I stopped at the Tamiya Plamodel Factory, which I guess is famous for what it is, but wasn't that great. Pretty pricey too, considering you also have to buy the paint.



The huge animated clock, though, designed by none other than Hayao Miyazaki, was totally worth seeing as it struck 3 P.M. (in this particular case). It's the largest animated clock in the world and is delightfully whimsical and steampunk at the same time, reminding many people of Howl's Moving Castle, which Studio Ghibli did a wonderful job of adapting from the book, unlike whatever the fuck it is they did with Tales From Earthsea. There are videos of it all over the Interwebs, but this one here is mine. Before leaving Tokyo I want to take Hannes to see it at night, because that looks even more magical, if you can believe it.


Finally, on Sunday, there was a group of people - one or two of which Rejon had met before, but most of whom we didn't know at all - meeting at the Tokyo Metropolitan Art Museum in an effort to assemble a gaggle large enough to get a discount on admission. It was kind of a spur-of-the-moment thing, but once I found out both NiQui and Rejon were going, I rushed out there, too. I'd never been to Ueno Park or any of the several museums and other attractions it houses, and there was the added bonus of the event being ordained a "blackout", where everyone was encouraged to wear all black and basically be as artsy fartsy as possible. Yaaassss.





As Hannes said, "Wow, you all really look like you just escaped from art school".

I thought I was the last person there, after rushing to get dressed and everything, but the event organiser on the far left there was a solid two hours late, as was the really nice chick in the middle next to NiQui. Don't ask me why we waited. He was also hilarious and fun, as you can probably guess from his delightfully diva-licious pose, but that's a hell of a long time to wait for anyone, especially when you were planning on being home at like 5 and didn't even know any of the people.

We stood around and chatted and waited in the extremely long Starbucks line for coffee (because holy shit, I can afford that trash right now) when we realised there were no vending machines or anything around, and we finally made it into the crowded, multi-level exhibition, an astonishing 11 people short of what was required to get a discount. But we were stylish as fuck and knew pretty early on that 20 people weren't going to show up anyway and didn't care.

The exhibition focused on the relationship between Van Gogh and Gaugin, as, it claimed, no other in Japan had ever done before. There were also various other impressionistic and post-impressionistic works on display in the.. I think it was four floors? of the satisfyingly large gallery, including a number of Monets, but the Van Goghs were by far the most vibrant and interesting. I don't think I'd ever seen any in person before, and unless I'm forgetting a couple inbetween, I think it'd been about 14 years since I'd seen any Monet up close.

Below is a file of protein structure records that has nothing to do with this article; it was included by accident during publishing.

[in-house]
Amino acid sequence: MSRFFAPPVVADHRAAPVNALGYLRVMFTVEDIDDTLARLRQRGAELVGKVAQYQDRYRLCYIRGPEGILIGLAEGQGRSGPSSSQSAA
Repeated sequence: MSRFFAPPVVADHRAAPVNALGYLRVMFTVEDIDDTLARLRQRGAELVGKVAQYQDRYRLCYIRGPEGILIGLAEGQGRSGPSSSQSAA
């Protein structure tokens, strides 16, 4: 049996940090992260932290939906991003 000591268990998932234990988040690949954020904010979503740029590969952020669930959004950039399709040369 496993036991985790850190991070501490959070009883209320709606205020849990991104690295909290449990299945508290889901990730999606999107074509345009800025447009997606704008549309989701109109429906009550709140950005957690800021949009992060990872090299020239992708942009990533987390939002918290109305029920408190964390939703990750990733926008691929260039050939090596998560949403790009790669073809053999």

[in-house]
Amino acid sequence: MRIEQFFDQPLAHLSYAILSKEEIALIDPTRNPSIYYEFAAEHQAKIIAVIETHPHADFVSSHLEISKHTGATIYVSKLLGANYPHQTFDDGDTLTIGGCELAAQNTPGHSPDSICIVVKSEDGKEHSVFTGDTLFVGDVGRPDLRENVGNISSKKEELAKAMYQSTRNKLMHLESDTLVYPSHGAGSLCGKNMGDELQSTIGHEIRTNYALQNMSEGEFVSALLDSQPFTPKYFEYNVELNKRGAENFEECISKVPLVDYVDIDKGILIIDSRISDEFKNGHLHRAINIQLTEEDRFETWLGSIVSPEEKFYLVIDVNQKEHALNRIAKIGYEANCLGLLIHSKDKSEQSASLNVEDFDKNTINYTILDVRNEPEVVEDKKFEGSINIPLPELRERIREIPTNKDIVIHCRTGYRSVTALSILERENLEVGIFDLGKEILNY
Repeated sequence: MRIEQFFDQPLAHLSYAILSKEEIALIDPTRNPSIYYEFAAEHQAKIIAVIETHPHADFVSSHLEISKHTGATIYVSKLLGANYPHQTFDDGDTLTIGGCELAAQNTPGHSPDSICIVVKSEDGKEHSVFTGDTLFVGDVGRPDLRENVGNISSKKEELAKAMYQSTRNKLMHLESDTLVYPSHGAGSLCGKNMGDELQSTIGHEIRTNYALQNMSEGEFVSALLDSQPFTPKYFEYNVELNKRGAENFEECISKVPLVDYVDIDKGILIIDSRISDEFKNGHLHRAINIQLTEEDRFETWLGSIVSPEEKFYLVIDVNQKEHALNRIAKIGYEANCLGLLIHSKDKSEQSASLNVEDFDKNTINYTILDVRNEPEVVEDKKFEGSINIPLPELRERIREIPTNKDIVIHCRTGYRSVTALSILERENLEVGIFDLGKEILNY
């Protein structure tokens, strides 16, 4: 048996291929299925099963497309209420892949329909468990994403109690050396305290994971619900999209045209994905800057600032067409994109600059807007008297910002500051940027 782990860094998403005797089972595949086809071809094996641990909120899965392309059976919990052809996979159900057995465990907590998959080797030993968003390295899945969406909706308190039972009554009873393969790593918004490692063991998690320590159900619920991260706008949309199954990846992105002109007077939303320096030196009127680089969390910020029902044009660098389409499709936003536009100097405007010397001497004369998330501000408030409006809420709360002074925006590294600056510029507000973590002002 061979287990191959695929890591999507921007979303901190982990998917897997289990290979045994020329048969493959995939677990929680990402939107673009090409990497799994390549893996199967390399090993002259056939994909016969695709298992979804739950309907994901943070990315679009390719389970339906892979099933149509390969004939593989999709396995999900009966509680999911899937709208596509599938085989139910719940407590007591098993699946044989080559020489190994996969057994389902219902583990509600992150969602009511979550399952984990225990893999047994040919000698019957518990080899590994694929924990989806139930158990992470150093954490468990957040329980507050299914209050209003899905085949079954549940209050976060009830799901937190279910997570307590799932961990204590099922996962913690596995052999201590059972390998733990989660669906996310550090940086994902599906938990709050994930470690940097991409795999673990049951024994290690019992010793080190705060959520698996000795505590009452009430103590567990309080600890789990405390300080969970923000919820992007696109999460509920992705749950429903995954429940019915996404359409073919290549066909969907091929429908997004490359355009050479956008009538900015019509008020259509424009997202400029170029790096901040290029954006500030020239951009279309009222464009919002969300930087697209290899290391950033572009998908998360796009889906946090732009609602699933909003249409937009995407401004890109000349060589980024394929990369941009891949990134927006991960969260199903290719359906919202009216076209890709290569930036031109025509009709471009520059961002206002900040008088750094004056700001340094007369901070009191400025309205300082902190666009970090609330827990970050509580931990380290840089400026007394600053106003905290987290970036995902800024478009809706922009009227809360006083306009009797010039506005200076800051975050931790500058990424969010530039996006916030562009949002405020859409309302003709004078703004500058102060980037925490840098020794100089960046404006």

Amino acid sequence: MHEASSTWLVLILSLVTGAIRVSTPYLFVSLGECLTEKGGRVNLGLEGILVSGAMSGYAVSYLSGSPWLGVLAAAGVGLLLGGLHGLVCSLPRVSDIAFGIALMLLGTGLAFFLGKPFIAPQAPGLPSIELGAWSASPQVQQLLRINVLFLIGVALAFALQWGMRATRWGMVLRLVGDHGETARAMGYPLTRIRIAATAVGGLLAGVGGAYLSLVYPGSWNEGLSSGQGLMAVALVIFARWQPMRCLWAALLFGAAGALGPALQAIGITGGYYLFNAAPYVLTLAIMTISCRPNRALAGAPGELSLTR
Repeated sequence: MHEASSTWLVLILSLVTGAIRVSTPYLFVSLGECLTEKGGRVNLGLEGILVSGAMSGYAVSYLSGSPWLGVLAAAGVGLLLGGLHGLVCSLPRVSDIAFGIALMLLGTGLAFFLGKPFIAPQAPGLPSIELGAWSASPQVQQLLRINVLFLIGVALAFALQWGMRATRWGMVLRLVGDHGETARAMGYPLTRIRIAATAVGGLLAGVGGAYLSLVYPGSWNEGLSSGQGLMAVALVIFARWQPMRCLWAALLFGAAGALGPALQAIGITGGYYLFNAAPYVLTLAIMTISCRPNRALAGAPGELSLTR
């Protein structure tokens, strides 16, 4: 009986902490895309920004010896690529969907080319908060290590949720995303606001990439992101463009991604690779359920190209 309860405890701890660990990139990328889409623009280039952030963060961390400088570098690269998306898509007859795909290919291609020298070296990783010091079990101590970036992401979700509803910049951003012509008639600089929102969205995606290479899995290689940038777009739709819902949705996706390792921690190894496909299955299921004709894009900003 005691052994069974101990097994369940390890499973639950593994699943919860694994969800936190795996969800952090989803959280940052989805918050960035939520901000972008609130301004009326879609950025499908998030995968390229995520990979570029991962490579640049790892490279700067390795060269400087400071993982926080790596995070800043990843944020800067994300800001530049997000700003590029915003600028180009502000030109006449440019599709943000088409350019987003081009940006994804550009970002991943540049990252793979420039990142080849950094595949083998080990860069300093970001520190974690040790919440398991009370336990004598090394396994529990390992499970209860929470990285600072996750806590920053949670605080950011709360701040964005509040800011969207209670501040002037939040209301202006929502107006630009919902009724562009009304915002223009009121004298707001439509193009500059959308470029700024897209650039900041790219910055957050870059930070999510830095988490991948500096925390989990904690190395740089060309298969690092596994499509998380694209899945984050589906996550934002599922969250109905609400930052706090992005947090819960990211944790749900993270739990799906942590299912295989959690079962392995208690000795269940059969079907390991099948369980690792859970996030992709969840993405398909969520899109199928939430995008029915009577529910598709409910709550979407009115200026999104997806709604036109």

Some of the more memorable and famous Van Goghs on display were:

(Self Portrait With Pipe, 1886)

(Self Portrait, 1888, a.k.a. "I look totally bitchin' and not wonky or goofy at all in this hat")

(Portrait of the postman Joseph Roulin and his fabulous beard, 1889)

The gift shop at the end contained a number of unique gems that were equally memorable, as superficial and vacuous as that probably sounds, including Pom-Pom Purin (a dog character that looks like flan) versions of Van Gogh and Gaugin that were almost insufferably cute, and moisturising Van Gogh face masks. 




I almost got one so I could dress up as Hannes, but he later said that would have been terrifying and it was better that I didn't. They were flying off the shelves, though, and I definitely want to make Hannes into this handsome mofo next Halloween.

After having gone through the exhibit our group split up at the edge of the park, because we all wanted to get something to eat but Japanese food is not Courtney-friendly.

Rejon found a 100% vegetarian South Indian restaurant around the corner from Okachimachi station, and we browsed a bead and gem store next to it for about 15 minutes as we waited for it to open for dinner. Speaking repeatedly of gems, this place is also one, and I really want to go back. 
You might remember my mentioning that I have money again, for the time being?
Well, we feasted like lords.




The starter was this delightful cinnamonny tomato soup with creamy, almost cheese-like fried tofu and papad.


NiQui got a samosa and I ordered medu vada, feeling extravagant as I mentioned and thinking they looked intriguing. They're these unusual savoury "doughnuts", very substantial and filling. The white stuff is a coconut sauce and I thought the other thing was going to be sauce too, but as it turned out, it was extremely spicy soup.


Would recommend these, but maybe not the soup. 
We almost couldn't finish it because it was so hot.


And then, boom! Glorious!



We got rice with dried fruits, nuts and veggies in it, Rejon got a spinach naan, and all of our curries were totally unexpected, interesting, and new. Mine was bitter and tangy like lemongrass and yogurt, but I'm not sure it even contained either of those things. There are a lot of vegan items on the menu, too; not all of the curries contain dairy. And the other people eating there were Indian, so we were pretty pleased with the legitimacy of our choice and left totally stuffed and ready for bed.

10/10 would re-recommend everything I just recommended.